I’m no mathematician, but . . .

Since the Virginia Tech atrocity just over a year ago, citizen disarmament advocates have clamored for the return of the ban on so-called “assault weapons.” The justification offered is not that either of the firearms used that awful day have ever been defined as “assault weapons” (despite the slippery, and ever more expansive, definition used to snare more and more firearms under that dreaded designation, they haven’t), but because the ban also included magazines with a capacity of eleven or more rounds. The “reasoning” (to be charitable) is apparently that if the murderous scum had needed to change magazines more often, the carnage would have been less. I can only assume that those advancing that argument have never seen a Travis Tomasie reload.

For an example of that argument, see this LA Times editorial:

The same goes for reviving the federal assault-weapons ban. Among other things, that 1994 law limited newly issued ammunition magazines to 10 rounds. Virginia authorities believe Cho’s magazines contained at least 15 rounds, allowing him to slaughter more people without reloading. He was able to buy those big clips because Congress and President Bush allowed the ban to expire in 2004.

Another example: in the wake of VA Tech, Congresswoman Carolyn McCarthy (D-NY) tried (utterly futilely) to use that argument to deflect an interviewer from the fact that she had no idea what barrel shrouds are (despite having introduced legislation to ban them). McCarthy, you may remember, introduced H.R. 1859 (which would mandate low-capacity magazines) before the Virginia Tech victims’ bodies had been removed from the scene. She might be a blood dancer, but at least she’s not a cold blood dancer, I suppose.

There are numerous problems with this argument, but perhaps the most telling (and one I don’t remember seeing elsewhere), comes from simple mathematics. From the empty cartridge cases recovered at the scene, investigators determined that the VA Tech murderer fired 174 shots.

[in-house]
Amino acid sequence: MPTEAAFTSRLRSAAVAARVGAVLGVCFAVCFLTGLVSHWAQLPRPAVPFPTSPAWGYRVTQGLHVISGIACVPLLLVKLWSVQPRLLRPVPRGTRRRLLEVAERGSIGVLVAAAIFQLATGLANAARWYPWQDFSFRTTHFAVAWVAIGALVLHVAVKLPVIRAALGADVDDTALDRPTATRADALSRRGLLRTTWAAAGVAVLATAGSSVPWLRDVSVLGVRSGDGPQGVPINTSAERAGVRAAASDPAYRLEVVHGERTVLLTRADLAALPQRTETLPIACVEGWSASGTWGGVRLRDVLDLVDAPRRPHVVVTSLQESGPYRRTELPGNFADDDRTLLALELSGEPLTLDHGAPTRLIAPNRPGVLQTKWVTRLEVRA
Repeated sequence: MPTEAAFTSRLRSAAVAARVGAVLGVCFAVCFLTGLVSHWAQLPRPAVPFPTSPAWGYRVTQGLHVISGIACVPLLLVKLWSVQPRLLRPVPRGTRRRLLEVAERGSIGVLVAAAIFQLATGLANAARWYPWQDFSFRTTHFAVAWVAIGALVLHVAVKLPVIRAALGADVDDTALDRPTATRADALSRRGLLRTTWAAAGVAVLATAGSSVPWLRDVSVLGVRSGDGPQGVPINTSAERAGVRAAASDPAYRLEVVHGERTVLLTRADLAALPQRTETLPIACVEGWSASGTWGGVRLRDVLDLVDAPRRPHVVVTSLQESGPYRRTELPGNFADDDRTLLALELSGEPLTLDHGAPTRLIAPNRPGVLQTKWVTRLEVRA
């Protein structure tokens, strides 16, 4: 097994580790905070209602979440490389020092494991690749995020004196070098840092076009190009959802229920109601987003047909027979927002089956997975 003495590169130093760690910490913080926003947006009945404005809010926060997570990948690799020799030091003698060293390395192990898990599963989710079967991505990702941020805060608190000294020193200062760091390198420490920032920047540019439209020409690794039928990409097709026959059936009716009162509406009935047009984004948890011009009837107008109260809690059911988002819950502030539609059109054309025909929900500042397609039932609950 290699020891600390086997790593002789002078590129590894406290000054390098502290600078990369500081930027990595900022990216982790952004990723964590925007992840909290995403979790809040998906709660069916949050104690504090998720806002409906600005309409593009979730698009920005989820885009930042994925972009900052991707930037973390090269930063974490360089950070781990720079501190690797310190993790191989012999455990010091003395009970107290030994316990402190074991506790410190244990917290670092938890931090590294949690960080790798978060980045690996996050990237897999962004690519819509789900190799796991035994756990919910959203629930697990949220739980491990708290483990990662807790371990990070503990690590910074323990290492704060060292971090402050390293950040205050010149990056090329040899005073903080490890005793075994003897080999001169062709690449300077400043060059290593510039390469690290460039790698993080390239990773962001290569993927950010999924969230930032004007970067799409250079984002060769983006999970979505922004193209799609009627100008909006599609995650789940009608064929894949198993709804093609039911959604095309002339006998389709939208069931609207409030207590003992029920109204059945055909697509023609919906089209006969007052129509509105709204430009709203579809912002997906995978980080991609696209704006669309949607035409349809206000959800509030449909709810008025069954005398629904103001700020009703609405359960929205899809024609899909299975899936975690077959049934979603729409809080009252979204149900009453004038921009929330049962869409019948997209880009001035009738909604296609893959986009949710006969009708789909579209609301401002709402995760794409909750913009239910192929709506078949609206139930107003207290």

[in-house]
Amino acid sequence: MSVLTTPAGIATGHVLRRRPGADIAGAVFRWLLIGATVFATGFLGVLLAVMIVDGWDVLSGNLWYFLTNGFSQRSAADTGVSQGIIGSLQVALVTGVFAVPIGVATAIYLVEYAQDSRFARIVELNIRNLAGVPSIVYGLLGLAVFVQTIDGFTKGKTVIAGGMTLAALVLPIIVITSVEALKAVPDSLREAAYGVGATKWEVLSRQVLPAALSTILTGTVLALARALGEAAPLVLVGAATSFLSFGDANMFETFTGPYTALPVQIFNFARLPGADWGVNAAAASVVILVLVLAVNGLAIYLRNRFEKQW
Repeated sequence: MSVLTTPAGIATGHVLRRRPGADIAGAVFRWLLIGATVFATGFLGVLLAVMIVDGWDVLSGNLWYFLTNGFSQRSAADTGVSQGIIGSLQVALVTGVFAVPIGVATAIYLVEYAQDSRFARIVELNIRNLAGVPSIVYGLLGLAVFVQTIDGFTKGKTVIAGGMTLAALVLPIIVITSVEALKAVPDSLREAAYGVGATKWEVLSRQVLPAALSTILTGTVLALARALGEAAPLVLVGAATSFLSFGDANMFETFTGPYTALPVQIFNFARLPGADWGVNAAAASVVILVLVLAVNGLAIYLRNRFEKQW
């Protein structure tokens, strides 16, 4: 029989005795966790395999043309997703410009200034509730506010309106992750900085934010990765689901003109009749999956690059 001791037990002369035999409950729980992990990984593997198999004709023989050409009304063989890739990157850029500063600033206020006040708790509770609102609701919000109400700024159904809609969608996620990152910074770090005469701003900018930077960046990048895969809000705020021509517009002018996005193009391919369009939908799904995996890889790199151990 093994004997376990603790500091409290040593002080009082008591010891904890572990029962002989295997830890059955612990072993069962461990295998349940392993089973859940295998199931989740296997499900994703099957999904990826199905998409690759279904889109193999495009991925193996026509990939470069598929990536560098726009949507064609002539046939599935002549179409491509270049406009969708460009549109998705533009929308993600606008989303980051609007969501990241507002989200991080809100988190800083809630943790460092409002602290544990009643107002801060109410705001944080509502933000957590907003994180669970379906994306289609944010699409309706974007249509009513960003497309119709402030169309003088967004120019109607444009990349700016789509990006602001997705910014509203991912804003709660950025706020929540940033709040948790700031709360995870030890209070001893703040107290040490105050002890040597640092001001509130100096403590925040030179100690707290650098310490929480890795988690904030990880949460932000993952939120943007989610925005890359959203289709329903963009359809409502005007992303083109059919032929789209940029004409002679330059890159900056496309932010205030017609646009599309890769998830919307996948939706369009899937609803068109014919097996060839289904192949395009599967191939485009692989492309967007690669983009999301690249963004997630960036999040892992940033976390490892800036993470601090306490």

On Thursday, university officials let members of the news media tour Norris Hall, which has been locked since Cho fired 174 shots from two handguns in nine minutes in four classrooms.

To the uninitiated, this may seem an indication that he used specialized equipment, granting him what might sound like a great deal of firepower.

What that ignores, though, is the number of magazines he used–17.

Crime scene technicians recovered a total of 17 spent magazines of ammunition, the majority of which were for Mr. Cho’s 9-millimeter handgun, a law enforcement official said.

If he had started with rounds chambered in both his pistols, and 17 full magazines–even if they were limited to a capacity of 10 rounds, that would account for 172 of his 174 shots.

Do the citizen disarmament advocates claim that the carnage would have been materially reduced had he not been able to take those last two shots (one of which ended, albeit far too late, his miserable existence)?

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2 Responses to “I’m no mathematician, but . . .”

  1. Mike Gallo Says:

    The Walther P-22 has only 10 round magazines available – though I’ve seen conversion kits for 12 rounds. So, if there were 17 discarded mags, that would mean that the Glock mags couldn’t possibly be larger than 10 rounds, or there would have been many more shots fired with the same number of mags. It’s simple min-max math, but what does the media know about that…

    Besides, if he fired 174, the 10 round magazines plus one in the pipe of each to begin with, plus the fact that we can assume he shot himself with one of the rounds in his last mag, bingo – 174 rounds from limited capacity mags in 9 minutes.

  2. Wendy Weinbaum Says:

    Good article! As a Jewess in the US, I would like to remind everyone that criminals are stopped by FIREARMS, not by talk. And that America wasn’t won with a registered gun. That is why all REAL Americans put our 2nd Amendment FIRST!

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